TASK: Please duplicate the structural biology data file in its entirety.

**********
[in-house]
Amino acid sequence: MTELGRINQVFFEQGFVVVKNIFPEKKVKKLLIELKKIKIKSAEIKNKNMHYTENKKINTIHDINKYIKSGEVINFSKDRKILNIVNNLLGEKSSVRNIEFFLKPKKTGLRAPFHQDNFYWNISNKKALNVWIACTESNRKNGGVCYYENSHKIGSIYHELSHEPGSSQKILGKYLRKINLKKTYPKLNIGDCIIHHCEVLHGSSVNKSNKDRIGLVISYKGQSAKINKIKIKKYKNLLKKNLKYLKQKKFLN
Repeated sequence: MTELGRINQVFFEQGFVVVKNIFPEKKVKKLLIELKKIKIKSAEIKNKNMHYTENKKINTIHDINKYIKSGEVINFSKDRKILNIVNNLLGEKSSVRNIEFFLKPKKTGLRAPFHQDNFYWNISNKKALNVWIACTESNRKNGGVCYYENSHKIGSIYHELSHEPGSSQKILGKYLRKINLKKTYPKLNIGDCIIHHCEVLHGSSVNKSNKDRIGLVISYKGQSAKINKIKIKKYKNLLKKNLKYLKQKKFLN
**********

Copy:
[in-house]
Amino acid sequence: MTELGRINQVFFEQGFVVVKNIFPEKKVKKLLIELKKIKIKSAEIKNKNMHYTENKKINTIHDINKYIKSGEVINFSKDRKILNIVNNLLGEKSSVRNIEFFLKPKKTGLRAPFHQDNFYWNISNKKALNVWIACTESNRKNGGVCYYENSHKIGSIYHELSHEPGSSQKILGKYLRKINLKKTYPKLNIGDCIIHHCEVLHGSSVNKSNKDRIGLVISYKGQSAKINKIKIKKYKNLLKKNLKYLKQKKFLN
Repeated sequence: MTELGRINQVFFEQGFVVVKNIFPEKKVKKLLIELKKIKIKSAEIKNKNMHYTENKKINTIHDINKYIKSGEVINFSKDRKILNIVNNLLGEKSSVRNIEFFLKPKKTGLRAPFHQDNFYWNISNKKALNVWIACTESNRKNGGVCYYENSHKIGSIYHELSHEPGSSQKILGKYLRKINLKKTYPKLNIGDCIIHHCEVLHGSSVNKSNKDRIGLVISYKGQSAKINKIKIKKYKNLLKKNLKYLKQKKFLN